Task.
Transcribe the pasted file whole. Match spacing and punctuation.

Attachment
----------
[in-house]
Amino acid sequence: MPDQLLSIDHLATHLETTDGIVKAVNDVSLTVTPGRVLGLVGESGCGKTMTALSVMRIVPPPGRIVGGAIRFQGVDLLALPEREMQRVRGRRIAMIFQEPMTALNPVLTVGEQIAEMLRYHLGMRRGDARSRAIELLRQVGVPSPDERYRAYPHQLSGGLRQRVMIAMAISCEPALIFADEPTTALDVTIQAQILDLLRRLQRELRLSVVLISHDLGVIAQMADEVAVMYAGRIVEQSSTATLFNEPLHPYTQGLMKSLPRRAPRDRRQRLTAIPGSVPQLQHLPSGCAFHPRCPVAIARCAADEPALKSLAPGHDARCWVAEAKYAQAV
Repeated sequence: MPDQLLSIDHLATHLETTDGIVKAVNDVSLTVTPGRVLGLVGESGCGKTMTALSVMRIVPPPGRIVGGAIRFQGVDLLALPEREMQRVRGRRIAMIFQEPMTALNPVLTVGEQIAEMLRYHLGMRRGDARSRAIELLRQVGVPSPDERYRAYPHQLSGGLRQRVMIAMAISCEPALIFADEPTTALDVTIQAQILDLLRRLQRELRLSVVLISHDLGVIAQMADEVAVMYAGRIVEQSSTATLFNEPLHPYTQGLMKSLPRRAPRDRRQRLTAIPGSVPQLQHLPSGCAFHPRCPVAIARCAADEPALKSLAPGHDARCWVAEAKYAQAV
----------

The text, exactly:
[in-house]
Amino acid sequence: MPDQLLSIDHLATHLETTDGIVKAVNDVSLTVTPGRVLGLVGESGCGKTMTALSVMRIVPPPGRIVGGAIRFQGVDLLALPEREMQRVRGRRIAMIFQEPMTALNPVLTVGEQIAEMLRYHLGMRRGDARSRAIELLRQVGVPSPDERYRAYPHQLSGGLRQRVMIAMAISCEPALIFADEPTTALDVTIQAQILDLLRRLQRELRLSVVLISHDLGVIAQMADEVAVMYAGRIVEQSSTATLFNEPLHPYTQGLMKSLPRRAPRDRRQRLTAIPGSVPQLQHLPSGCAFHPRCPVAIARCAADEPALKSLAPGHDARCWVAEAKYAQAV
Repeated sequence: MPDQLLSIDHLATHLETTDGIVKAVNDVSLTVTPGRVLGLVGESGCGKTMTALSVMRIVPPPGRIVGGAIRFQGVDLLALPEREMQRVRGRRIAMIFQEPMTALNPVLTVGEQIAEMLRYHLGMRRGDARSRAIELLRQVGVPSPDERYRAYPHQLSGGLRQRVMIAMAISCEPALIFADEPTTALDVTIQAQILDLLRRLQRELRLSVVLISHDLGVIAQMADEVAVMYAGRIVEQSSTATLFNEPLHPYTQGLMKSLPRRAPRDRRQRLTAIPGSVPQLQHLPSGCAFHPRCPVAIARCAADEPALKSLAPGHDARCWVAEAKYAQAV